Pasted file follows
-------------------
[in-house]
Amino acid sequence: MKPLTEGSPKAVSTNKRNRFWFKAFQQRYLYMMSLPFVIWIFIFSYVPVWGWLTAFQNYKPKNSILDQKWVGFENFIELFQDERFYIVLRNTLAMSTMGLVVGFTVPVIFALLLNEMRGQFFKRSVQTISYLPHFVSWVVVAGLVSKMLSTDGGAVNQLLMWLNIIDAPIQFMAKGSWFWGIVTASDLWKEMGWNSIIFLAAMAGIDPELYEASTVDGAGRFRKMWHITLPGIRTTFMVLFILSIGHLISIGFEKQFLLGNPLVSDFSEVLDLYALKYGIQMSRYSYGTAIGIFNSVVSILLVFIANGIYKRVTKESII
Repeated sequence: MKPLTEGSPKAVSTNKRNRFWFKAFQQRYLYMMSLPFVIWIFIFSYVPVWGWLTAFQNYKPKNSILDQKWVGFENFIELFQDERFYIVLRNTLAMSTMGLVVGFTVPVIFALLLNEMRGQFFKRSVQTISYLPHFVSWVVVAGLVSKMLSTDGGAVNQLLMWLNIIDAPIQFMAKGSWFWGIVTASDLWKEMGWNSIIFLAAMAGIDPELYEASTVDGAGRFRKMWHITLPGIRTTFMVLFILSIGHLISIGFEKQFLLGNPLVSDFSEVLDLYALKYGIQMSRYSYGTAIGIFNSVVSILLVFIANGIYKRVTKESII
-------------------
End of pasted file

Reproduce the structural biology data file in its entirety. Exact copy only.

[in-house]
Amino acid sequence: MKPLTEGSPKAVSTNKRNRFWFKAFQQRYLYMMSLPFVIWIFIFSYVPVWGWLTAFQNYKPKNSILDQKWVGFENFIELFQDERFYIVLRNTLAMSTMGLVVGFTVPVIFALLLNEMRGQFFKRSVQTISYLPHFVSWVVVAGLVSKMLSTDGGAVNQLLMWLNIIDAPIQFMAKGSWFWGIVTASDLWKEMGWNSIIFLAAMAGIDPELYEASTVDGAGRFRKMWHITLPGIRTTFMVLFILSIGHLISIGFEKQFLLGNPLVSDFSEVLDLYALKYGIQMSRYSYGTAIGIFNSVVSILLVFIANGIYKRVTKESII
Repeated sequence: MKPLTEGSPKAVSTNKRNRFWFKAFQQRYLYMMSLPFVIWIFIFSYVPVWGWLTAFQNYKPKNSILDQKWVGFENFIELFQDERFYIVLRNTLAMSTMGLVVGFTVPVIFALLLNEMRGQFFKRSVQTISYLPHFVSWVVVAGLVSKMLSTDGGAVNQLLMWLNIIDAPIQFMAKGSWFWGIVTASDLWKEMGWNSIIFLAAMAGIDPELYEASTVDGAGRFRKMWHITLPGIRTTFMVLFILSIGHLISIGFEKQFLLGNPLVSDFSEVLDLYALKYGIQMSRYSYGTAIGIFNSVVSILLVFIANGIYKRVTKESII